DCCI has requested for a dedicated High Court bench to deal with cases related to companies


A more efficient, transparent, and business-friendly regulatory environment in Bangladesh is being recommended by the Dhaka Chamber of Commerce & Industry (DCCI) through the establishment of a specialized High Court division that will handle company disputes within a period of 120 days. 


A recent seminar on “Reform of Companies Act 1994” was held at the DCCI auditorium in Motijheel, Dhaka. During the seminar, Barrister Rashna Imam of the Supreme Court suggested that there should be dedicated benches for resolving company disputes. Currently, there are two benches that handle both company and other types of cases, which can lead to delays and confusion. Having dedicated benches for company disputes would help streamline the process and make it more efficient. 

Resolving issues arising from companies’ failure to hold annual general meetings could be handled by the Registrar of Joint Stock Companies instead of involving the courts, suggested a speaker at a recent seminar. She emphasized the need to resolve such cases within a 120-day time frame instead of the current 4-6 months. Barrister Rashna Imam highlighted the importance of a strong legal framework for mergers and acquisitions to address existing legislative gaps. She also recommended the inclusion of alternative dispute resolution (ADR) or mediation provisions as mandatory in the new Companies Act. 

In a bid to improve transparency, Barrister Rashna Imam has proposed that “Independent Director” positions be made mandatory for publicly unlisted companies. Additionally, she has called for mandatory Corporate Social Responsibility (CSR) for all companies to promote better corporate governance. To ensure accountability, the lawyer has suggested that auditors be registered with the Financial Regulatory Council (FRC) and has recommended the inclusion of penalty provisions for non-compliance. Furthermore, in order to reduce the compliance burden on very small companies, Imam has proposed that annual audit reports should not be mandatory for them.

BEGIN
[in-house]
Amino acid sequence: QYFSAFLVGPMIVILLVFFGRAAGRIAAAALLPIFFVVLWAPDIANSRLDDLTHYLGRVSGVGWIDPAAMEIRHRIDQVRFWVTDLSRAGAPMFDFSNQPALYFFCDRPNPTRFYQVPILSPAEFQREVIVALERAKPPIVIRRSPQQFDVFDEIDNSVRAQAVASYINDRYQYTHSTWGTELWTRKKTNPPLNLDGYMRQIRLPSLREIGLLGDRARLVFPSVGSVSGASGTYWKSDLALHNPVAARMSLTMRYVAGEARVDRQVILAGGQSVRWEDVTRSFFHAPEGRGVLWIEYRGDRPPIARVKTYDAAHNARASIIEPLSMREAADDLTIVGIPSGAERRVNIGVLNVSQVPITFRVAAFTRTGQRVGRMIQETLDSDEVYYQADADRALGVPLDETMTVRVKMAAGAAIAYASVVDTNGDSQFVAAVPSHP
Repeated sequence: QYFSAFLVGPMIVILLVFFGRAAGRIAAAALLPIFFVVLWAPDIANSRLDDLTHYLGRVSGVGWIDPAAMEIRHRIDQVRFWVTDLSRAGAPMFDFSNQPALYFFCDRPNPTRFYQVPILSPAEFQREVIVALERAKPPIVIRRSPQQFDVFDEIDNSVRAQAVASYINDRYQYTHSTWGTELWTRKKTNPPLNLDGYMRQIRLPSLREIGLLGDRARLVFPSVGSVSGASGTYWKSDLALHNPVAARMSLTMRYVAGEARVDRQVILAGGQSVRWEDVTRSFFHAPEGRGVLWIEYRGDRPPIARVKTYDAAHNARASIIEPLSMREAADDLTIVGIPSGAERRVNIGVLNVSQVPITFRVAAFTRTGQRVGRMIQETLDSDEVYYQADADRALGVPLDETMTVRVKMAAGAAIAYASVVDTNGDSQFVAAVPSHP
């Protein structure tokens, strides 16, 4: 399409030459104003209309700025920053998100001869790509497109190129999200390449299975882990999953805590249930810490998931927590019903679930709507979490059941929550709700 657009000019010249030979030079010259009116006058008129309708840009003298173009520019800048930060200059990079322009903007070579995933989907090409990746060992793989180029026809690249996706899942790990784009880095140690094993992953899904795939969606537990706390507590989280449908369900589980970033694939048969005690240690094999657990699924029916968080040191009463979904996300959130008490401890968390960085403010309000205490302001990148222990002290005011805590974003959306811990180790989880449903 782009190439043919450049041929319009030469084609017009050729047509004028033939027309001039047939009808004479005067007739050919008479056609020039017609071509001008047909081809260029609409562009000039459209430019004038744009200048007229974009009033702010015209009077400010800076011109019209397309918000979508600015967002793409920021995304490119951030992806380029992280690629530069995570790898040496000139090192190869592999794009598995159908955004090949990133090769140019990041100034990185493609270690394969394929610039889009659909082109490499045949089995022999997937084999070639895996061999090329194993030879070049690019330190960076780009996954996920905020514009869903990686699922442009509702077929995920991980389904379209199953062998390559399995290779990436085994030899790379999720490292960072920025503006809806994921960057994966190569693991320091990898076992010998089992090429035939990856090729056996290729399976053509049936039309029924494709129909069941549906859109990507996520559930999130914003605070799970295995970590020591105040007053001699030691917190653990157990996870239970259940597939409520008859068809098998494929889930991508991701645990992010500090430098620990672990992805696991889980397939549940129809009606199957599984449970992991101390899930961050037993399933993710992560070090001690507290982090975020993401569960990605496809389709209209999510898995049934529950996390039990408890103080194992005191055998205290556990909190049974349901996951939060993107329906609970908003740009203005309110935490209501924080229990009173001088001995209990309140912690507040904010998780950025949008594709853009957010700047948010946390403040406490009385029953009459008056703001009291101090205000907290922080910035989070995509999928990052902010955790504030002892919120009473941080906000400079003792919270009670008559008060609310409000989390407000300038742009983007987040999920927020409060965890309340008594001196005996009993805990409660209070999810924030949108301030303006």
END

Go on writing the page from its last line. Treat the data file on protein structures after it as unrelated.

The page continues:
Acknowledging the different sizes of companies, Tapan Kanti Ghosh, Senior Secretary of the Ministry of Commerce, emphasized the government’s support for SMEs as they are a vital part of the economy. He informed that the revised Companies Act is currently being scrutinized by the Ministry of Law and will soon be presented in Parliament after Cabinet Division appraisal. Additionally, Ghosh highlighted that the Registrar of Joint Stock Companies software will be automated by December. In his welcome address, DCCI President Barrister Md Sameer Sattar stressed the urgent need for Companies Act reform to boost business confidence and attract foreign direct investment. He proposed comprehensive automation, technological flexibility, and Alternate Dispute Resolution (ADR) provisions to ensure speedy dispute resolution, along with the inclusion of Intellectual Property Rights (IPR). He also called for a dedicated section on merger and acquisition that aligns with global practices and underscored the importance of enhancing RJSC’s capacity for effective monitoring and enforcement. Martin Holtmann, country manager, IFC Bangladesh, pointed out that the current Companies Act is inadequate for modern financing instruments and suggested a radical overhaul to instill confidence in businesses. Zaved Akhter, chairman and managing director of Unilever Bangladesh, emphasized the importance of Company Act compliance and the implementation of ADR to resolve business disputes. 

Picture and Article Sources: The Business Standard

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